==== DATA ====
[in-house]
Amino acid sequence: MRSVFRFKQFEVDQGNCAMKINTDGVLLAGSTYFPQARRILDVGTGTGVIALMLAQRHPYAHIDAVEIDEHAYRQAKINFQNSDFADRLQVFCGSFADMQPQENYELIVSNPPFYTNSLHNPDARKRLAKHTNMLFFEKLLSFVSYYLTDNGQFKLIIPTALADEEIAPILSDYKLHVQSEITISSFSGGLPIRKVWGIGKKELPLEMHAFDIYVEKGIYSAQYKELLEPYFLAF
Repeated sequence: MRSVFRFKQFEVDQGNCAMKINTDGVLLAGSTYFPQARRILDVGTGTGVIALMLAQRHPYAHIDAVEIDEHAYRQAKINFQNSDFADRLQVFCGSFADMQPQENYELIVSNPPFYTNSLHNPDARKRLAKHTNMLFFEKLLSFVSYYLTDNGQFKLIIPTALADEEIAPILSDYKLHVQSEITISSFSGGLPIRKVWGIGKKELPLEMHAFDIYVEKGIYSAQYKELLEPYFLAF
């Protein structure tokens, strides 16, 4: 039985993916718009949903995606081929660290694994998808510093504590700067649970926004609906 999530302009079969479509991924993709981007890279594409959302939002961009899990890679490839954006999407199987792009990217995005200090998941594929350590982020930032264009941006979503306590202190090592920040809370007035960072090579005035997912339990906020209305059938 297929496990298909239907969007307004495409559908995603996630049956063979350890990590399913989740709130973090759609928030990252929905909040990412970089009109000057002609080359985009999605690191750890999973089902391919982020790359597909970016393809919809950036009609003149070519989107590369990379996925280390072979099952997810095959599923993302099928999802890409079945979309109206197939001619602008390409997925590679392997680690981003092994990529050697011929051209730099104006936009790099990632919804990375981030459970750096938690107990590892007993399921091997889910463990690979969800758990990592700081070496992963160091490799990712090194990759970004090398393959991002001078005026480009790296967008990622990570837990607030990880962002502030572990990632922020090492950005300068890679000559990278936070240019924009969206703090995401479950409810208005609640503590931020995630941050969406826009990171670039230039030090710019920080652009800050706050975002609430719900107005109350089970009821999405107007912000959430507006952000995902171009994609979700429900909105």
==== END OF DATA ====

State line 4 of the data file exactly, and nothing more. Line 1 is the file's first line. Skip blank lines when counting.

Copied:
């Protein structure tokens, strides 16, 4: 039985993916718009949903995606081929660290694994998808510093504590700067649970926004609906 999530302009079969479509991924993709981007890279594409959302939002961009899990890679490839954006999407199987792009990217995005200090998941594929350590982020930032264009941006979503306590202190090592920040809370007035960072090579005035997912339990906020209305059938 297929496990298909239907969007307004495409559908995603996630049956063979350890990590399913989740709130973090759609928030990252929905909040990412970089009109000057002609080359985009999605690191750890999973089902391919982020790359597909970016393809919809950036009609003149070519989107590369990379996925280390072979099952997810095959599923993302099928999802890409079945979309109206197939001619602008390409997925590679392997680690981003092994990529050697011929051209730099104006936009790099990632919804990375981030459970750096938690107990590892007993399921091997889910463990690979969800758990990592700081070496992963160091490799990712090194990759970004090398393959991002001078005026480009790296967008990622990570837990607030990880962002502030572990990632922020090492950005300068890679000559990278936070240019924009969206703090995401479950409810208005609640503590931020995630941050969406826009990171670039230039030090710019920080652009800050706050975002609430719900107005109350089970009821999405107007912000959430507006952000995902171009994609979700429900909105």